But here is a catch-22: companies logically seek to advertise in the newspapers with as many readers as possible. Those who lack readers have little choice but to try to secure advertisements from state-owned corporations and/or large private companies close to the political elite. Such a strategy may imply avoiding politically sensitive topics, which, in turn, opens up the opportunity for the ruling class to exploit government (or related) advertising as a means of influencing these dependent media’s editorial policies. While that cannot be called censorship in the literal (or classic) sense, it certainly puts indirect financial pressure on media. This possibility has existed for a long time, regardless of who is in power, and will continue to exist as long as the Serbian market remains too poor to absorb the relatively large number of media (especially printed ones) that operate in the country.

Those media that are bitterly opposed to Vučić don’t want to be involved in business deals that have any link with the current government. An overwhelming majority of the MFA come from these media. In order to survive, they seek money from international NGOs and other organizations with the mission of promoting freedom of the press and similar values. One way to try to secure funding from these organizations is to apply for different projects. But such projects, provided that you have won one, are just a temporary solution, since the money will sooner or later be used up.

In order to receive continued financial aid, the MFA need to convince the potential international (or foreign) sponsors that the situation in Serbia is “catastrophic,” that the media are “terrified by Vučić and completely under control by the government” and so on. Hence the senseless allegations that Vučić is a “horrible dictator” and that the situation is “even worse than under Milošević,” which is, of course, a blatant lie, but one that may prove useful if someone buys it. While Vučić occasionally does express some authoritarian characteristics in his general conduct, he is far from acting as a dictator, let alone “worse than Milošević.”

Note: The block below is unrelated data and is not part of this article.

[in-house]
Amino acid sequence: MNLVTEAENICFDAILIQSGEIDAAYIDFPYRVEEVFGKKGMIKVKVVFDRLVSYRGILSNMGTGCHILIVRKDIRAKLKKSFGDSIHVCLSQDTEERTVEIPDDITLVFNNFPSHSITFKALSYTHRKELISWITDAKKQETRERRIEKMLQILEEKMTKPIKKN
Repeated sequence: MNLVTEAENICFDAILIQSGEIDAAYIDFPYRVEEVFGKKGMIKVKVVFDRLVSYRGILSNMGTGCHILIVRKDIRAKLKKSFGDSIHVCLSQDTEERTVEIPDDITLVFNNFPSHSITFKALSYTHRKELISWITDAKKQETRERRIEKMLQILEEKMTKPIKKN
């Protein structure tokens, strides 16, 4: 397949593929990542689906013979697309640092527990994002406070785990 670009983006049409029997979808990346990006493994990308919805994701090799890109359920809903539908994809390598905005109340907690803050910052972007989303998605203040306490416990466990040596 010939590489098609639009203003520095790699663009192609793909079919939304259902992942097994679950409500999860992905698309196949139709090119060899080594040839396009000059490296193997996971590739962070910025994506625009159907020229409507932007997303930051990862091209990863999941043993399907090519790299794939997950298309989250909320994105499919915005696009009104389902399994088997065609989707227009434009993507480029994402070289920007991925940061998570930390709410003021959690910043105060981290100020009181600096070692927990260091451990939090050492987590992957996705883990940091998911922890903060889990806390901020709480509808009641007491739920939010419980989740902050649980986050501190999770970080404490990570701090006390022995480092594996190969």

In fact, the MFA suffer from a deeper problem: a pathological hatred of Vučić. They routinely oppose and condemn whatever Vučić says or does, including even things they otherwise support, not least because many of them benefited in the past from their closeness with the former ruling, but now barely surviving, Democratic Party.

Meanwhile, for most ordinary people the issues such as censorship, freedom of the press and the overall state of media in Serbia seem of little concern. People basically have a low opinion of media and journalists. They believe there is a lot of misinformation deliberately published for political or other selfish purposes. People are often skeptical of what they hear or read even in the media they willingly choose to follow. Unfortunately, such an impression is not without reason.

Regarding allegations that Vučić tends to react angrily to any negative opinion someone publicly expresses about him, it is important to stress that he rarely reacts to criticism of his political moves. What usually provokes emotional overreaction from him and and other politicians are arbitrary accusations of power abuse or similar malpractices.

Although this is just a small part of what could be said about the topic in question, I hope that you can now form at least a partly clearer picture of the media situation in Serbia."

This article originally appeared on peacefare.net